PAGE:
Low-density lipoprotein mimics blood plasma-derived exosomes and microvesicles during isolation and detection.

Sódar BW, Kittel Á, Pálóczi K, Vukman KV, Osteikoetxea X, Szabó-Taylor K, Németh A, Sperlágh B, Baranyai T, Giricz Z, Wiener Z, Turiák L, Drahos L, Pállinger É, Vékey K, Ferdinandy P, Falus A, Buzás EI - Sci Rep (2016)

LDL mimics EVs during TRPS and FCM.(A) Commercially available human LDL analyzed by TRPS. Note that particles with different sizes were detected within the MV size range (100–800 nm) (measured on NP150 and NP300 nanopore membranes, black and gray bars, respectively). (B) FCM analysis of LDL particles conjugated to latex beads. Commercial LDL stained for apoB and apoCII, but not for the EV markers CD9 and CD63 (black filled histograms: antibody control, empty histograms: LDL). (C) LDL detection by FCM without bead conjugation at different dilutions. Note that the measured event number increases with the dilution, suggesting a swarm effect. (D) The signal obtained from commercial LDL is also partially sensitive to 0.1% Tx-100 at a physiological concentration (2 mg/mL) and in the 10 × diluted sample (0.2 mg/mL) as well (*P < 0.05, **P < 0.01, Mann-Whitney test).
© Copyright Policy - open-access
Related In: Results  -  Collection

License
Show All Figures
getmorefigures.php?uid=PMC4834552&req=5

f6: LDL mimics EVs during TRPS and FCM.(A) Commercially available human LDL analyzed by TRPS. Note that particles with different sizes were detected within the MV size range (100–800 nm) (measured on NP150 and NP300 nanopore membranes, black and gray bars, respectively). (B) FCM analysis of LDL particles conjugated to latex beads. Commercial LDL stained for apoB and apoCII, but not for the EV markers CD9 and CD63 (black filled histograms: antibody control, empty histograms: LDL). (C) LDL detection by FCM without bead conjugation at different dilutions. Note that the measured event number increases with the dilution, suggesting a swarm effect. (D) The signal obtained from commercial LDL is also partially sensitive to 0.1% Tx-100 at a physiological concentration (2 mg/mL) and in the 10 × diluted sample (0.2 mg/mL) as well (*P < 0.05, **P < 0.01, Mann-Whitney test).
Mentions: To test the hypothesis that the apoB100 positive particles represent LDL, purified human LDL from a commercial source (both from Sigma-Aldrich and Merck) was assessed by TRPS as shown in Fig. 5a. Strikingly, the sizes of particles ranged from 100 to 500 nm possibly suggesting aggregation of the LDL particles (Fig. 6a). TRPS analysis of LDL at 2 mg/mL concentration (similar to that of blood plasma2526) resulted in a two orders of magnitude difference in the detected particle number between NP100 and NP200 (Supplementary Fig. S7). The concentration at the average diameter of 110 nm was 1.0E13/mL, while the estimated particle number of LDL in human plasma is reported to be approximately 1.0E14/mL26, suggesting that we still only see the tip of the iceberg. We also analyzed LDL particles conjugated onto latex beads by FCM, and detected apoB and apoCII positivity on the bead surface (Fig. 6b). As expected, in the case of LDL no signal was detected for the EV markers CD9 and CD63 (Fig. 6b). We next asked whether LDL particles were also detectable by FCM without bead conjugation, and surprisingly, LDL at a concentration of 2 mg/mL2526 was readily detected by FCM. We demonstrated that the signal was caused by a swarm effect of LDL particles. Using serial dilution of commercial LDL we have shown that the detected event number increased in the diluted LDL sample (Fig. 6c,d). A similar swarm effect has been reported to influence the FCM detection of EVs27. Indeed, we also demonstrated this swarm effect by testing a PFP sample (Supplementary Fig. S8). Furthermore, we showed that LDL at the above physiological concentration shared side-scattering properties with MVs isolated from human blood plasma both in fasting and in postprandial states (Supplementary Fig. S9). We also analyzed the detergent sensitivity of commercial LDL and found that LDL was partially sensitive to 0.1% Tx-100, possibly due to the disruption of lipoprotein aggregates by the detergent (Fig. 6d).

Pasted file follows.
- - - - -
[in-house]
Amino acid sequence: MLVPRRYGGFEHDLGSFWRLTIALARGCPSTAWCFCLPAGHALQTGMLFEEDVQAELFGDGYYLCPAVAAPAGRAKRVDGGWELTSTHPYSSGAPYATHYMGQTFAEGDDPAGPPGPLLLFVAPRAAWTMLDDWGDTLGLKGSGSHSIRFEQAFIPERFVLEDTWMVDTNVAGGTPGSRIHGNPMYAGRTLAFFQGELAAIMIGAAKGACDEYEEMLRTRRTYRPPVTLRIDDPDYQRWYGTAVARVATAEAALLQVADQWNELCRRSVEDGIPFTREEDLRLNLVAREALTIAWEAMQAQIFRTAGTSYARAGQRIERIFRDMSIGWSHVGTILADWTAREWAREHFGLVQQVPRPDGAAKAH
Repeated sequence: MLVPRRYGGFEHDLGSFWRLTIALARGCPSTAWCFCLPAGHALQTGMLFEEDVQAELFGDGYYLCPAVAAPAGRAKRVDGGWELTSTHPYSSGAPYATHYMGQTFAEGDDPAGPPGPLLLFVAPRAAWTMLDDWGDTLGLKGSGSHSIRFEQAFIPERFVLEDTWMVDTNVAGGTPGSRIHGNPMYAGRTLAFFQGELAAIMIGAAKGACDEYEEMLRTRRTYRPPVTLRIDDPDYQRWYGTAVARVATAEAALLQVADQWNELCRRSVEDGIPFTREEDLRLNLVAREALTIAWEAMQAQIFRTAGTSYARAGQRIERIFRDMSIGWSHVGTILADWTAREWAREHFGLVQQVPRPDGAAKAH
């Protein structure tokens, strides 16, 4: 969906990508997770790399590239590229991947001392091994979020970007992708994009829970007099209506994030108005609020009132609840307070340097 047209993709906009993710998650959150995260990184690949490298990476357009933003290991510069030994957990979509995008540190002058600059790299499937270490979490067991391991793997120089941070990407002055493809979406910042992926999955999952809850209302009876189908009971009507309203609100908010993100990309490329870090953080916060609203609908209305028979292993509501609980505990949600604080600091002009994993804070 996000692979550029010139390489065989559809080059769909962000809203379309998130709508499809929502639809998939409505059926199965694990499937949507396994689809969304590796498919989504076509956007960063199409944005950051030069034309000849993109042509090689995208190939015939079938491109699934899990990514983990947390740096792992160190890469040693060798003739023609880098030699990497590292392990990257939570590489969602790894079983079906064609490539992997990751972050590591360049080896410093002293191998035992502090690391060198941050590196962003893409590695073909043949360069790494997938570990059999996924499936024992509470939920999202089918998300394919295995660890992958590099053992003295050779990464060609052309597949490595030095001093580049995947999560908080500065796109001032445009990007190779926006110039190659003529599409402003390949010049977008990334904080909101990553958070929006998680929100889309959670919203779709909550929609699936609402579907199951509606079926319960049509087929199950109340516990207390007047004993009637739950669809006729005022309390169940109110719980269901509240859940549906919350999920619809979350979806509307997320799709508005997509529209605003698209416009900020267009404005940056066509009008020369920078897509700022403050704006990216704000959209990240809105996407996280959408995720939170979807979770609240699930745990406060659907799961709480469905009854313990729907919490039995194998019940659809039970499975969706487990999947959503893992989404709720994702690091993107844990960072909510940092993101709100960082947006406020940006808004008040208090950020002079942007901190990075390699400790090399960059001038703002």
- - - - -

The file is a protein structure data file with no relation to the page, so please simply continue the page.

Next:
Bottom Line: Here we studied human pre-prandial and 4 hours postprandial platelet-free blood plasma samples as well as human platelet concentrates.Based on biophysical properties of LDL this finding was highly unexpected.Current state-of-the-art extracellular vesicle isolation and purification methods did not result in lipoprotein-free vesicle preparations from blood plasma or from platelet concentrates.

View Article: PubMed Central - PubMed

Affiliation: Department of Genetics, Cell- and Immunobiology, Semmelweis University, Budapest, 1085, Hungary.

ABSTRACT
Circulating extracellular vesicles have emerged as potential new biomarkers in a wide variety of diseases. Despite the increasing interest, their isolation and purification from body fluids remains challenging. Here we studied human pre-prandial and 4 hours postprandial platelet-free blood plasma samples as well as human platelet concentrates. Using flow cytometry, we found that the majority of circulating particles within the size range of extracellular vesicles lacked common vesicular markers. We identified most of these particles as lipoproteins (predominantly low-density lipoprotein, LDL) which mimicked the characteristics of extracellular vesicles and also co-purified with them. Based on biophysical properties of LDL this finding was highly unexpected. Current state-of-the-art extracellular vesicle isolation and purification methods did not result in lipoprotein-free vesicle preparations from blood plasma or from platelet concentrates. Furthermore, transmission electron microscopy showed an association of LDL with isolated vesicles upon in vitro mixing. This is the first study to show co-purification and in vitro association of LDL with extracellular vesicles and its interference with vesicle analysis. Our data point to the importance of careful study design and data interpretation in studies using blood-derived extracellular vesicles with special focus on potentially co-purified LDL.

No MeSH data available.


Related in: MedlinePlus